Using Images You Find on the Web

I am a member of a listserv for folks who work in the areas of rhetoric, writing, teaching, and technology. Recently, someone raised the question of how to properly use and cite images found on the web. There are many different responses one could offer, but this is what I wrote in response. It all depends on context, etc. Still, these small notes might be useful.

Dear Listserv Writer:

First of all: thumbs-up for asking!

There are lots of ways to go about using images you find on the web. My general rule is to only use Creative Commons-licensed images that allow for non-commercial, share-alike use. You can very easily find those images using the Creative Commons search page: http://search.creativecommons.org/#

In fact, they’ve even got a project dedicated to teaching and learning about licenses and educational materials – http://learn.creativecommons.org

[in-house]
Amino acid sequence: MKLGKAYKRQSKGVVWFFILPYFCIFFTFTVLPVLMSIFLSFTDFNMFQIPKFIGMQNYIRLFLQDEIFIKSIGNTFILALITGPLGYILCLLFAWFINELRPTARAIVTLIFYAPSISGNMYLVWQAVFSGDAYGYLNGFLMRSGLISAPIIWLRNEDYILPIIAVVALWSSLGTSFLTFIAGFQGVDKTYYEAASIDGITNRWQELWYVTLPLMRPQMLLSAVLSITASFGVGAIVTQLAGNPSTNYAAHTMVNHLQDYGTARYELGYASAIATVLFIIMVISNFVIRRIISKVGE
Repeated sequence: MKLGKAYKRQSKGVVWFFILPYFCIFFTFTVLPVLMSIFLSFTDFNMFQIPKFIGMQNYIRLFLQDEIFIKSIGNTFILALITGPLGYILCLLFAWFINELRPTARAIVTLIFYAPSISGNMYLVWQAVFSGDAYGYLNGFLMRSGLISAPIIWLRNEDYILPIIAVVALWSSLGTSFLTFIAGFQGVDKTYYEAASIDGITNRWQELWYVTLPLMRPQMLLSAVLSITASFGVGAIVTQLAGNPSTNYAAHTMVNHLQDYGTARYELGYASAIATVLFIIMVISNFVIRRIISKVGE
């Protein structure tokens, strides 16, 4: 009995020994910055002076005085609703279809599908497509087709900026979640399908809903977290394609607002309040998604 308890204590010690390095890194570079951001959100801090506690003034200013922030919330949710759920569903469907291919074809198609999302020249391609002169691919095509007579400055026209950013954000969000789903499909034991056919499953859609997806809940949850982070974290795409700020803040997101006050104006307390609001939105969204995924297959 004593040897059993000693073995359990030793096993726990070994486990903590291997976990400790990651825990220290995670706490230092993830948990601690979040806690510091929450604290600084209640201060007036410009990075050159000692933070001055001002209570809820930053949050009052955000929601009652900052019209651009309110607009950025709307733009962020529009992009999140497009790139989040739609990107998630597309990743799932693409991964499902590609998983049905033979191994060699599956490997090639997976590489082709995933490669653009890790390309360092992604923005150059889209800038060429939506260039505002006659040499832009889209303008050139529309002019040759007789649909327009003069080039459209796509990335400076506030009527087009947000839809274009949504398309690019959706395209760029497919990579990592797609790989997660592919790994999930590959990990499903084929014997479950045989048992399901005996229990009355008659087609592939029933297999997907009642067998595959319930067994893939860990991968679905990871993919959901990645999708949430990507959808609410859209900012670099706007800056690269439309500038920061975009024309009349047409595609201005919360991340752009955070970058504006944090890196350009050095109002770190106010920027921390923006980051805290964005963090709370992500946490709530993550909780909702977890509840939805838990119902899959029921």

When I find an image that I’d like to use (typically through the CC search of Flickr), I download it and send a quick email to the user to tell him/her that I’m using it and what I’m using it for. Or, if I’m not yet sure I want to use it, I’ll download it and save the file with something like IMAGE DESCRIPTION – FLICKR USERNAME. PNG or something. That way I can keep track of whose image it is so that I can tell them later how and where I used it.

I also license my own work with Creative Commons, including slide decks, published syllabi, and my personal website. I’ve found that folks take pics of slides while I’m giving talks. They also record talks without asking for permissions. So licensing stuff up-front keeps you covered and gives people the credit they deserve for offering up the images in the first place.

Here’s an example of a slide deck of mine that uses and attributes images - http://www.slideshare.net/alist/robison-new-agendas-for-media-literacy

For more information, I HIGHLY recommend the Center for Social Media’s work on this, especially their piece on “The Cost of Copyright Confusion for Media Literacy.” See here – http://www.centerforsocialmedia.org/resources/publications/the_cost_of_copyright_confusion_for_media_literacy/

They also offer plenty of “best practices” and FAQs for students, researchers, and educators.

Hope this is useful.

-Alice

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